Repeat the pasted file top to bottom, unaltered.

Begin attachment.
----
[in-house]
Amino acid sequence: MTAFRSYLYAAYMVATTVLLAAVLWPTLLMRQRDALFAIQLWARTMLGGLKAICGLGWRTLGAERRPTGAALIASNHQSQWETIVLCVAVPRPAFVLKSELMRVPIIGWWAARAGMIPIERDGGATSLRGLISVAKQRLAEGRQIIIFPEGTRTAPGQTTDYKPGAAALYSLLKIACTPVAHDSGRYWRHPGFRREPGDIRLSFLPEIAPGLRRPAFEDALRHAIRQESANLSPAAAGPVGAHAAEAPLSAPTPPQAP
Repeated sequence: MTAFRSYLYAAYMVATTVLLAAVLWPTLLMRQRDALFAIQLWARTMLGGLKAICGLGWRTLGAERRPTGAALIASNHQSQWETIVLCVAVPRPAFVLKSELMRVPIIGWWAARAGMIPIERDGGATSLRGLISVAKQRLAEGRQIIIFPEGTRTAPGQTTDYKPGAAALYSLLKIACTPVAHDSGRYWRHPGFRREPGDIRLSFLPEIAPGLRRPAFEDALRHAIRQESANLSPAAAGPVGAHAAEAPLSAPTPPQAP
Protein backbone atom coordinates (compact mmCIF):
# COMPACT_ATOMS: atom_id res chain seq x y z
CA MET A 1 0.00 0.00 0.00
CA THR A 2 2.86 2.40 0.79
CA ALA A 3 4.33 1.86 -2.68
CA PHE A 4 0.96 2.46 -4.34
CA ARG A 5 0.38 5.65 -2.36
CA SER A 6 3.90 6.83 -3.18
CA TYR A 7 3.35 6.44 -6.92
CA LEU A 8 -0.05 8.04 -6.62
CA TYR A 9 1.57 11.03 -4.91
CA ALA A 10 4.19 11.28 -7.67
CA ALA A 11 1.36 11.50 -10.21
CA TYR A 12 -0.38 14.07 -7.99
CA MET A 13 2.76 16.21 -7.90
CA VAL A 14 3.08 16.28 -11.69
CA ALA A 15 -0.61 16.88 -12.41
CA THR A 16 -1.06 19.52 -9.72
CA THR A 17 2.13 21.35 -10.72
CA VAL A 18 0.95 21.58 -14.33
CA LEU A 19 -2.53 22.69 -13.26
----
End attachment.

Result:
[in-house]
Amino acid sequence: MTAFRSYLYAAYMVATTVLLAAVLWPTLLMRQRDALFAIQLWARTMLGGLKAICGLGWRTLGAERRPTGAALIASNHQSQWETIVLCVAVPRPAFVLKSELMRVPIIGWWAARAGMIPIERDGGATSLRGLISVAKQRLAEGRQIIIFPEGTRTAPGQTTDYKPGAAALYSLLKIACTPVAHDSGRYWRHPGFRREPGDIRLSFLPEIAPGLRRPAFEDALRHAIRQESANLSPAAAGPVGAHAAEAPLSAPTPPQAP
Repeated sequence: MTAFRSYLYAAYMVATTVLLAAVLWPTLLMRQRDALFAIQLWARTMLGGLKAICGLGWRTLGAERRPTGAALIASNHQSQWETIVLCVAVPRPAFVLKSELMRVPIIGWWAARAGMIPIERDGGATSLRGLISVAKQRLAEGRQIIIFPEGTRTAPGQTTDYKPGAAALYSLLKIACTPVAHDSGRYWRHPGFRREPGDIRLSFLPEIAPGLRRPAFEDALRHAIRQESANLSPAAAGPVGAHAAEAPLSAPTPPQAP
Protein backbone atom coordinates (compact mmCIF):
# COMPACT_ATOMS: atom_id res chain seq x y z
CA MET A 1 0.00 0.00 0.00
CA THR A 2 2.86 2.40 0.79
CA ALA A 3 4.33 1.86 -2.68
CA PHE A 4 0.96 2.46 -4.34
CA ARG A 5 0.38 5.65 -2.36
CA SER A 6 3.90 6.83 -3.18
CA TYR A 7 3.35 6.44 -6.92
CA LEU A 8 -0.05 8.04 -6.62
CA TYR A 9 1.57 11.03 -4.91
CA ALA A 10 4.19 11.28 -7.67
CA ALA A 11 1.36 11.50 -10.21
CA TYR A 12 -0.38 14.07 -7.99
CA MET A 13 2.76 16.21 -7.90
CA VAL A 14 3.08 16.28 -11.69
CA ALA A 15 -0.61 16.88 -12.41
CA THR A 16 -1.06 19.52 -9.72
CA THR A 17 2.13 21.35 -10.72
CA VAL A 18 0.95 21.58 -14.33
CA LEU A 19 -2.53 22.69 -13.26